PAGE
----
How My Mental Health Breakdown Saved My Life


I had always seen university as the opportunity I wanted for as long as I could remember: I could finally move away; away from a house that hadn’t felt like home in years; away from a city that was plagued with haunting memories. Everywhere I looked, I was reminded of people who had hurt me and people I had hurt — I could finally leave it all behind and start again.

The only thing I would be bringing with me, except my book collection and my Xbox, was my boyfriend. We had been together for over a year and had kept it going while he was at university in Liverpool and I was at home in Newcastle. He was to be my anchor and my rock when I was finding my feet in Manchester. Now only a fifty minute drive away, I knew we could see each other whenever we wanted to.

In the lead up to leaving home, I found myself desperate for his attention more than ever; I became jealous, paranoid and argumentative, which wasn’t like me at all. I would find myself in the blackest of moods and take it all out on him because I had nobody else to vent my frustrations to. By the time I actually moved away, I had become an unrecognizable version of myself — things were strained. I pushed it over the edge by trying to make him jealous. I would talk about another guy who was interested in me and talk about how funny and talented he was. I wanted my boyfriend to be angry or at least upset, but that didn’t happen. He did the worst possible thing: he acted with indifference.

Drunk, alone and frightened in the middle of a student festival my mind spiraled: He doesn’t love you, he never did. He loves someone else. Why would anyone love you? You’re ugly and useless and pathetic and awful. Everybody must hate you. You’ll never make friends at university. People just pity you. No one would care if you weren’t here. You should just kill yourself, you’re pathetic.

I sat on my bed, stunned at what I had just tried to do. I texted him to tell him what I was thinking and feeling.

“I just can’t handle this right now,” came his reply.

There was begging and pleading and crying, but the outcome stayed the same: the relationship wasn’t good for him. I wasn’t good for him. I was alone.

I’ve never felt as low as I did right then, with absolutely nothing to tie me to life. I was in a strange city, living with strangers, on a course that I thought was pointless and with what I felt like were no real skills or talents. And now, no boyfriend.

Rather than try to take my own life again, I called my mum. Through that one choice, I proved to myself that I was stronger than my thoughts. I could, and I would, be stronger than the voice that told me to give up. She made sure I was safe, staying on the phone with me while on a three hour drive from Sheffield to pick me up. She hugged me and told me everything was going to be OK. She told my flatmates what was happening and that I would be going home for a couple of days. She put me in the back of the car with my pillows and duvet and just let me look at the stars as we drove home. I felt safe.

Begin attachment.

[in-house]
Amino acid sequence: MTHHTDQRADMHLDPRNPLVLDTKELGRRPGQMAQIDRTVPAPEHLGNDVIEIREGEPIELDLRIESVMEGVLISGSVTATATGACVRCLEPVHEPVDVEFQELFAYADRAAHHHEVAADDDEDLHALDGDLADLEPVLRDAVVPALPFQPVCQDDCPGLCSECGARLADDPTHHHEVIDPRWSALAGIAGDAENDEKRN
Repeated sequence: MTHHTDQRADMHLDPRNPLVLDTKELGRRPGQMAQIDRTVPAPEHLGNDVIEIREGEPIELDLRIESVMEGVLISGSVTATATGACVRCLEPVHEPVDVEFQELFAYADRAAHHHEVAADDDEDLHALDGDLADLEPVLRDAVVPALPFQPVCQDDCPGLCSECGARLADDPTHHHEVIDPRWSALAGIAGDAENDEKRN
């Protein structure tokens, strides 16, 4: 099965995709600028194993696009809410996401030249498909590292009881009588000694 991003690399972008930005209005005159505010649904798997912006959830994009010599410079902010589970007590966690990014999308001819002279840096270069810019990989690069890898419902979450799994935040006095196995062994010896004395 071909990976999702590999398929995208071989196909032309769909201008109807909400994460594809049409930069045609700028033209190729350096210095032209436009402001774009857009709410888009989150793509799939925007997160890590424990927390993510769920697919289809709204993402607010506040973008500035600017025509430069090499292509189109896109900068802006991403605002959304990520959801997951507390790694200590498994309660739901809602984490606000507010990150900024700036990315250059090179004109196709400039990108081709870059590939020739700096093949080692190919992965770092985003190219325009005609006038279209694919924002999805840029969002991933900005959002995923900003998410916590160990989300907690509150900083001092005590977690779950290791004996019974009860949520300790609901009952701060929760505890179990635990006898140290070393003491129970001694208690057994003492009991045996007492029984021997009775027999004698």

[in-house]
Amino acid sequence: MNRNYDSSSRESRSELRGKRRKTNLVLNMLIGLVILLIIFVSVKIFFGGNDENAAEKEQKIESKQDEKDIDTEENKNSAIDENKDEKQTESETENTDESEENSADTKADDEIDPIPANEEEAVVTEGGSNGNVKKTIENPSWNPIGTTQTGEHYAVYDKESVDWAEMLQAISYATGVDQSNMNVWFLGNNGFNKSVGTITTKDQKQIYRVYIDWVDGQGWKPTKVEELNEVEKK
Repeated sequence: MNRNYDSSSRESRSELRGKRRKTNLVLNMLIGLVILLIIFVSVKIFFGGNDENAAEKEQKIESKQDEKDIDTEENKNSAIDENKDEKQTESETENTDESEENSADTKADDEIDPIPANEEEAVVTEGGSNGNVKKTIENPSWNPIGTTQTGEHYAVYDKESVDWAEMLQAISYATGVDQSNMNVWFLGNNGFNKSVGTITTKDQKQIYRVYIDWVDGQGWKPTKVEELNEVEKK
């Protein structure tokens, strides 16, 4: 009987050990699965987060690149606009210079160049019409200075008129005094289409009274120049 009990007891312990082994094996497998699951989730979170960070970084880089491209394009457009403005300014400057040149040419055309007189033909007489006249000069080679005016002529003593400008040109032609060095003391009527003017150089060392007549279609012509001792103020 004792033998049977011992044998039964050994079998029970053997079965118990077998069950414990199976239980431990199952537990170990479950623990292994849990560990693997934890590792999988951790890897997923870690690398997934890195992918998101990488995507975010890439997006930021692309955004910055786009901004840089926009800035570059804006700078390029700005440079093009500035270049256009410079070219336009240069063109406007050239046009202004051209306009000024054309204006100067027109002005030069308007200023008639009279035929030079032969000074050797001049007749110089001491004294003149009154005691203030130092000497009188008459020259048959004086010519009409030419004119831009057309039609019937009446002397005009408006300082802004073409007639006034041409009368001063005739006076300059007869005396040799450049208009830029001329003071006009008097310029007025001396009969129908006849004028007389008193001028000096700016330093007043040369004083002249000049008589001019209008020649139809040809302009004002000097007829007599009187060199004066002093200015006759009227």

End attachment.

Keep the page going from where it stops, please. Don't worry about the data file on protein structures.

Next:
The best thing my mum did for me was get me to a doctor. I chose to ignore the years of struggling until it became part of my everyday life. If I didn’t acknowledge that I had a problem, the problem wouldn’t be there. After my mum rescued me, I was driven to the doctors and forced to get the diagnosis I had been afraid of — depression.

What I have found is that the diagnosis gave me a tangible thing to fight against — a reason to get better. A reason to attend counseling and work on my negative thought patterns, rather than letting them consume me. It allowed me to share with others what I was going through and help them understand what was happening. I could make friends with the people around me without having to falsify myself. Makeup became unnecessary because I felt comfortable being exactly who I was. It helped me learn to love myself. All of the demons I had caged over my lifetime came spilling out in the emotions of that one night, and I had beaten them.

I’m reminded of motivational posters with quotes like “It always gets darker before the dawn,” and it is true, no matter how cliched that may seem. You will probably never again feel as bad as you did at the lowest point in your life. Even now, when I have bad days, I can look back at the pain I survived and I know I can do it again. I am infinitely better off for having faced my problems directly, no matter how painful it may have been, because it has made me realize I can carry on.

Follow this journey here.

If you or someone you know needs help, visit our suicide prevention resources page.

If you need support right now, call the National Suicide Prevention Lifeline at 1-800-273-8255, the Trevor Project at 1-866-488-7386 or text “HOME” to 741-741. Head here for a list of crisis centers around the world.

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